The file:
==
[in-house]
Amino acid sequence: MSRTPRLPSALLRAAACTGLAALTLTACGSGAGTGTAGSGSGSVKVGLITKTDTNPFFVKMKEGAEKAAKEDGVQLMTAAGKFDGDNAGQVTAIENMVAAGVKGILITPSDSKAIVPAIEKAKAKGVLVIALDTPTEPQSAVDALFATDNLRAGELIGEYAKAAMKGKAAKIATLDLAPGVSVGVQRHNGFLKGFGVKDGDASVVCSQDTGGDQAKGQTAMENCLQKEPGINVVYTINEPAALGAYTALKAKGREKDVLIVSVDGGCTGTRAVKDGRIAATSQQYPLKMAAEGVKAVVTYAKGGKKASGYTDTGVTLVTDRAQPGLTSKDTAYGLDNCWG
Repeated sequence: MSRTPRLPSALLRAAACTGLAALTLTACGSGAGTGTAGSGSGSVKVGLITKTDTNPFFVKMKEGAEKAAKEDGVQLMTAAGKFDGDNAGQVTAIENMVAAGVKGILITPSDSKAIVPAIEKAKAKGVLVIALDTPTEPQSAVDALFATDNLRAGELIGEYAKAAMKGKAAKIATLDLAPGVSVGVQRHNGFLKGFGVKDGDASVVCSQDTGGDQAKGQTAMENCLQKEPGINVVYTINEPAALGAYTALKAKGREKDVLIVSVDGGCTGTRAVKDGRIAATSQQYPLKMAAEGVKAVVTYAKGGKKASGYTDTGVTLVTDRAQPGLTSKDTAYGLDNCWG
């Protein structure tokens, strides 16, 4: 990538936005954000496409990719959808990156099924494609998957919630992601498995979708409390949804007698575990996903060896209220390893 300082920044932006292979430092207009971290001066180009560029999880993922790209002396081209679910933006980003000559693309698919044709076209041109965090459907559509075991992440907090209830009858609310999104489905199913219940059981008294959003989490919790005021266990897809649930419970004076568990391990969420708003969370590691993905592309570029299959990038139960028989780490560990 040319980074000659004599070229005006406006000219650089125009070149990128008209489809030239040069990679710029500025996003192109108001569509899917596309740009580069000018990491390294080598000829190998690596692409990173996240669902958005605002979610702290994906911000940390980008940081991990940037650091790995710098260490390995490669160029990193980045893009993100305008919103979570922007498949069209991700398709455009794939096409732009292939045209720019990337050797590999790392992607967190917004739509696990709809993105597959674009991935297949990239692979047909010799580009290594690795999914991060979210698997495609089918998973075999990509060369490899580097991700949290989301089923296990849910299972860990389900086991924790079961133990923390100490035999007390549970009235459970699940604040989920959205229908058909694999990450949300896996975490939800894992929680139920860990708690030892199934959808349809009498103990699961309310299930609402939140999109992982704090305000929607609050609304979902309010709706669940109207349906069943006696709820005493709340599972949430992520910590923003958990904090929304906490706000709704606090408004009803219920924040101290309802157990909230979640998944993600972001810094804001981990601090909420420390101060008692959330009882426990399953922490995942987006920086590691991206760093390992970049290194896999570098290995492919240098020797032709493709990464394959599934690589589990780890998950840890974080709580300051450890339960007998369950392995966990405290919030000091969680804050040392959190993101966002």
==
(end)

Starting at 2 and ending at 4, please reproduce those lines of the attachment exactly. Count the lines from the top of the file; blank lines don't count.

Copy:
Amino acid sequence: MSRTPRLPSALLRAAACTGLAALTLTACGSGAGTGTAGSGSGSVKVGLITKTDTNPFFVKMKEGAEKAAKEDGVQLMTAAGKFDGDNAGQVTAIENMVAAGVKGILITPSDSKAIVPAIEKAKAKGVLVIALDTPTEPQSAVDALFATDNLRAGELIGEYAKAAMKGKAAKIATLDLAPGVSVGVQRHNGFLKGFGVKDGDASVVCSQDTGGDQAKGQTAMENCLQKEPGINVVYTINEPAALGAYTALKAKGREKDVLIVSVDGGCTGTRAVKDGRIAATSQQYPLKMAAEGVKAVVTYAKGGKKASGYTDTGVTLVTDRAQPGLTSKDTAYGLDNCWG
Repeated sequence: MSRTPRLPSALLRAAACTGLAALTLTACGSGAGTGTAGSGSGSVKVGLITKTDTNPFFVKMKEGAEKAAKEDGVQLMTAAGKFDGDNAGQVTAIENMVAAGVKGILITPSDSKAIVPAIEKAKAKGVLVIALDTPTEPQSAVDALFATDNLRAGELIGEYAKAAMKGKAAKIATLDLAPGVSVGVQRHNGFLKGFGVKDGDASVVCSQDTGGDQAKGQTAMENCLQKEPGINVVYTINEPAALGAYTALKAKGREKDVLIVSVDGGCTGTRAVKDGRIAATSQQYPLKMAAEGVKAVVTYAKGGKKASGYTDTGVTLVTDRAQPGLTSKDTAYGLDNCWG
């Protein structure tokens, strides 16, 4: 990538936005954000496409990719959808990156099924494609998957919630992601498995979708409390949804007698575990996903060896209220390893 300082920044932006292979430092207009971290001066180009560029999880993922790209002396081209679910933006980003000559693309698919044709076209041109965090459907559509075991992440907090209830009858609310999104489905199913219940059981008294959003989490919790005021266990897809649930419970004076568990391990969420708003969370590691993905592309570029299959990038139960028989780490560990 040319980074000659004599070229005006406006000219650089125009070149990128008209489809030239040069990679710029500025996003192109108001569509899917596309740009580069000018990491390294080598000829190998690596692409990173996240669902958005605002979610702290994906911000940390980008940081991990940037650091790995710098260490390995490669160029990193980045893009993100305008919103979570922007498949069209991700398709455009794939096409732009292939045209720019990337050797590999790392992607967190917004739509696990709809993105597959674009991935297949990239692979047909010799580009290594690795999914991060979210698997495609089918998973075999990509060369490899580097991700949290989301089923296990849910299972860990389900086991924790079961133990923390100490035999007390549970009235459970699940604040989920959205229908058909694999990450949300896996975490939800894992929680139920860990708690030892199934959808349809009498103990699961309310299930609402939140999109992982704090305000929607609050609304979902309010709706669940109207349906069943006696709820005493709340599972949430992520910590923003958990904090929304906490706000709704606090408004009803219920924040101290309802157990909230979640998944993600972001810094804001981990601090909420420390101060008692959330009882426990399953922490995942987006920086590691991206760093390992970049290194896999570098290995492919240098020797032709493709990464394959599934690589589990780890998950840890974080709580300051450890339960007998369950392995966990405290919030000091969680804050040392959190993101966002």